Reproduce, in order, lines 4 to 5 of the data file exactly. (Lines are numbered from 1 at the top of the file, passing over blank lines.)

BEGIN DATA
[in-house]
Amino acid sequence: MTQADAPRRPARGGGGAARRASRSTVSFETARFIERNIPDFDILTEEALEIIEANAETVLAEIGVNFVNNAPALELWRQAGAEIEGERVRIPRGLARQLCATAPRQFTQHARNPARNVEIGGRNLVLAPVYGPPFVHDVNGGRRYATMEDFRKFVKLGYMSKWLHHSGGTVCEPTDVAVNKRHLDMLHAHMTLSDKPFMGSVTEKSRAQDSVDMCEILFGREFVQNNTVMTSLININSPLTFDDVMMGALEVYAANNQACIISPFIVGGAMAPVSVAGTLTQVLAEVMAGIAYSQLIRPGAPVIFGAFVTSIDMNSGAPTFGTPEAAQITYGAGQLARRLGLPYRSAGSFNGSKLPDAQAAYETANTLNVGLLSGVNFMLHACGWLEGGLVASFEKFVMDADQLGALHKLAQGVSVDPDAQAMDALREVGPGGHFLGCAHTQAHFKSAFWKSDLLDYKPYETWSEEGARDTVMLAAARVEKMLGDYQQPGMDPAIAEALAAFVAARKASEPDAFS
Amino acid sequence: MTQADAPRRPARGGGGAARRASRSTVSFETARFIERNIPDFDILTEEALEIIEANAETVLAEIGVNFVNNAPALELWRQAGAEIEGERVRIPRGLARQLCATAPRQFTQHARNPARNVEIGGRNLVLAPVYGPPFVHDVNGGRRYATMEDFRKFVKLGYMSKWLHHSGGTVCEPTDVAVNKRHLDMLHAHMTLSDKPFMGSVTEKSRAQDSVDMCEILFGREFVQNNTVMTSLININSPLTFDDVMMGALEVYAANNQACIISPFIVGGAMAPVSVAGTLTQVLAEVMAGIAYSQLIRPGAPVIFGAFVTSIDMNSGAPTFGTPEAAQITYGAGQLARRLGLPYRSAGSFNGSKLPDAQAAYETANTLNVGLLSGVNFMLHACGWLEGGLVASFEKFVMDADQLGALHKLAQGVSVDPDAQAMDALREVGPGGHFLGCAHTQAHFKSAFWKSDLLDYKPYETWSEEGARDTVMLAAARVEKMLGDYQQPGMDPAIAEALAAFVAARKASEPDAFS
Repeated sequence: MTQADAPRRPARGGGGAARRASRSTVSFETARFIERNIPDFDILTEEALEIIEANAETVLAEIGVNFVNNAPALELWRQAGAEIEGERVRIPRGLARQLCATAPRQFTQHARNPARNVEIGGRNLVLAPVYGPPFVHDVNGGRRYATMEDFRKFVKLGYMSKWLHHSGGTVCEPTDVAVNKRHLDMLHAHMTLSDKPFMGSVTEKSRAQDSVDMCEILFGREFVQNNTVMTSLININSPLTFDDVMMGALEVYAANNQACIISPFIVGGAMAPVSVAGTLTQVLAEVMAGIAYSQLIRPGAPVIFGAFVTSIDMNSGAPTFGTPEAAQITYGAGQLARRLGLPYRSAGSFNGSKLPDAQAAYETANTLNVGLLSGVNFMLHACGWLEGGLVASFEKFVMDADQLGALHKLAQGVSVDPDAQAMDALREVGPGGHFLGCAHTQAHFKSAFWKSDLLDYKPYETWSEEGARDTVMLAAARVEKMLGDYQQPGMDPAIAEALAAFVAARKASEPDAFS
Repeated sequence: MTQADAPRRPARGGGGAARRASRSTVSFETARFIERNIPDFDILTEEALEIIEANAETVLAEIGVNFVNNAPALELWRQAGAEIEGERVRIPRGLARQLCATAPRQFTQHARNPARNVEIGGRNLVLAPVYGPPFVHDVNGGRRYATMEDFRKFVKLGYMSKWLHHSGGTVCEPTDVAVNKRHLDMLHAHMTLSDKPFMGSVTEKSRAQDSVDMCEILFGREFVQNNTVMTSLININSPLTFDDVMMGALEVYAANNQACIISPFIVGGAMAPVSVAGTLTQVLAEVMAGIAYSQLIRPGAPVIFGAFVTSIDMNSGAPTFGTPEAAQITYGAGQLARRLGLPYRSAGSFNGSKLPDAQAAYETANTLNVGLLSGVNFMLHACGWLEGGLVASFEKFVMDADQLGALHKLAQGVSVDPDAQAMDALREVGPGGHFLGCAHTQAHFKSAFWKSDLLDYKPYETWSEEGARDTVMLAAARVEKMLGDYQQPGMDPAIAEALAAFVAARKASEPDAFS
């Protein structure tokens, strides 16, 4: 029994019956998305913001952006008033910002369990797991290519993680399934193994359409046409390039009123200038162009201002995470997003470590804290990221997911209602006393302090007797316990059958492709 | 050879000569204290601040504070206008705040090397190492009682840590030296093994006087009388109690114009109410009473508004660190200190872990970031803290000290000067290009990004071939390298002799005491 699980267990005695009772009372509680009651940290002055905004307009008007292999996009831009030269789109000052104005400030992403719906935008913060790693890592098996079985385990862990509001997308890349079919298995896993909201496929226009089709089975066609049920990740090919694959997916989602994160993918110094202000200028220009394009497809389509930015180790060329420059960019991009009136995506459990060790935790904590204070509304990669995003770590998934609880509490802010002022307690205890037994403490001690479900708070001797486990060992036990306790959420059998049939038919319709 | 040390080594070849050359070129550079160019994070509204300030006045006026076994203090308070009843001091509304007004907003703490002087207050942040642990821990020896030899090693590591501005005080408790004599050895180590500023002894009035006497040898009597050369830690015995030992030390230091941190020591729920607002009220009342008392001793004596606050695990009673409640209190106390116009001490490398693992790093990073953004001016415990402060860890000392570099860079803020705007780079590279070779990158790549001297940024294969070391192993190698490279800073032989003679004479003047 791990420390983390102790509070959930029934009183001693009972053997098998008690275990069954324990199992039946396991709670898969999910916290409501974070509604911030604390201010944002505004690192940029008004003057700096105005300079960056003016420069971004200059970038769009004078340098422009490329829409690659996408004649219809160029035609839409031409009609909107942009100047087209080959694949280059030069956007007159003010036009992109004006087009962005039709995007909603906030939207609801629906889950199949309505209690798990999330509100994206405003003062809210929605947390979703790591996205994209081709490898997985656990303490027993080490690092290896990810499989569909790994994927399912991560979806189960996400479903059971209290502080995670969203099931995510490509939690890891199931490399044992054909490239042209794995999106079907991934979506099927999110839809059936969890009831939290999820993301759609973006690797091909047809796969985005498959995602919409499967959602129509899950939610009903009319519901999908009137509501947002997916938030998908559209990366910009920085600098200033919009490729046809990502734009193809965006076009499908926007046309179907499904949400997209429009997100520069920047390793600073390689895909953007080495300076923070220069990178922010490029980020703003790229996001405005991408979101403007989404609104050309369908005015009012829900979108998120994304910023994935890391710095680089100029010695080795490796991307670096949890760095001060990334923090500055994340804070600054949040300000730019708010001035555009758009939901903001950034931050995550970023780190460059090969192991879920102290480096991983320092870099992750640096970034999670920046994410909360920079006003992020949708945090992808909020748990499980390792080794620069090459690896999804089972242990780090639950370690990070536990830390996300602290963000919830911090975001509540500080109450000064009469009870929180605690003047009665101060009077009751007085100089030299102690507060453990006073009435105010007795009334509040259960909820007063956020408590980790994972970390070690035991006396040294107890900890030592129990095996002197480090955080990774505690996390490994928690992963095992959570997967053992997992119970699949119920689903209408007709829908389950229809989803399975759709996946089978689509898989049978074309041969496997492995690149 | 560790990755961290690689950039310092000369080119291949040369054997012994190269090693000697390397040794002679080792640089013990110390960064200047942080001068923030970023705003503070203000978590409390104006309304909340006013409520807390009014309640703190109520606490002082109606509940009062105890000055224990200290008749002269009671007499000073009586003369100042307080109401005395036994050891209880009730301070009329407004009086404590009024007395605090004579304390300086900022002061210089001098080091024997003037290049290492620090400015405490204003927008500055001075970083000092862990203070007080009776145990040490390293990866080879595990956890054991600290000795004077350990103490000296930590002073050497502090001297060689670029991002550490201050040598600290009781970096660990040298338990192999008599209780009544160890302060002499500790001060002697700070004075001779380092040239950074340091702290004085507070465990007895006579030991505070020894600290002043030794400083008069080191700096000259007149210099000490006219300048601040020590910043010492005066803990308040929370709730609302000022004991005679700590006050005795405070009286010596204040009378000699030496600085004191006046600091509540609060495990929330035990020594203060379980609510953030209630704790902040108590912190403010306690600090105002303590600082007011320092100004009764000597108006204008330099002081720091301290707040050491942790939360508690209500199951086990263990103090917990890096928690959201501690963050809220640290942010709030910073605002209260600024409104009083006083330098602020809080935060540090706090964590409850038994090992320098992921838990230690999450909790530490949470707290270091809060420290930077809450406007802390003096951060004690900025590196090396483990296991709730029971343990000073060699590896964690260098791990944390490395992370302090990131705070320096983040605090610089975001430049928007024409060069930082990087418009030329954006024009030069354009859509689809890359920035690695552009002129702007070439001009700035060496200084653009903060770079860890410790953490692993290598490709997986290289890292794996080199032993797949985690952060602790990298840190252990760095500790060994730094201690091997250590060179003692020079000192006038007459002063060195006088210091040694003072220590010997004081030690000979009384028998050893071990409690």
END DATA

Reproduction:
Repeated sequence: MTQADAPRRPARGGGGAARRASRSTVSFETARFIERNIPDFDILTEEALEIIEANAETVLAEIGVNFVNNAPALELWRQAGAEIEGERVRIPRGLARQLCATAPRQFTQHARNPARNVEIGGRNLVLAPVYGPPFVHDVNGGRRYATMEDFRKFVKLGYMSKWLHHSGGTVCEPTDVAVNKRHLDMLHAHMTLSDKPFMGSVTEKSRAQDSVDMCEILFGREFVQNNTVMTSLININSPLTFDDVMMGALEVYAANNQACIISPFIVGGAMAPVSVAGTLTQVLAEVMAGIAYSQLIRPGAPVIFGAFVTSIDMNSGAPTFGTPEAAQITYGAGQLARRLGLPYRSAGSFNGSKLPDAQAAYETANTLNVGLLSGVNFMLHACGWLEGGLVASFEKFVMDADQLGALHKLAQGVSVDPDAQAMDALREVGPGGHFLGCAHTQAHFKSAFWKSDLLDYKPYETWSEEGARDTVMLAAARVEKMLGDYQQPGMDPAIAEALAAFVAARKASEPDAFS
Repeated sequence: MTQADAPRRPARGGGGAARRASRSTVSFETARFIERNIPDFDILTEEALEIIEANAETVLAEIGVNFVNNAPALELWRQAGAEIEGERVRIPRGLARQLCATAPRQFTQHARNPARNVEIGGRNLVLAPVYGPPFVHDVNGGRRYATMEDFRKFVKLGYMSKWLHHSGGTVCEPTDVAVNKRHLDMLHAHMTLSDKPFMGSVTEKSRAQDSVDMCEILFGREFVQNNTVMTSLININSPLTFDDVMMGALEVYAANNQACIISPFIVGGAMAPVSVAGTLTQVLAEVMAGIAYSQLIRPGAPVIFGAFVTSIDMNSGAPTFGTPEAAQITYGAGQLARRLGLPYRSAGSFNGSKLPDAQAAYETANTLNVGLLSGVNFMLHACGWLEGGLVASFEKFVMDADQLGALHKLAQGVSVDPDAQAMDALREVGPGGHFLGCAHTQAHFKSAFWKSDLLDYKPYETWSEEGARDTVMLAAARVEKMLGDYQQPGMDPAIAEALAAFVAARKASEPDAFS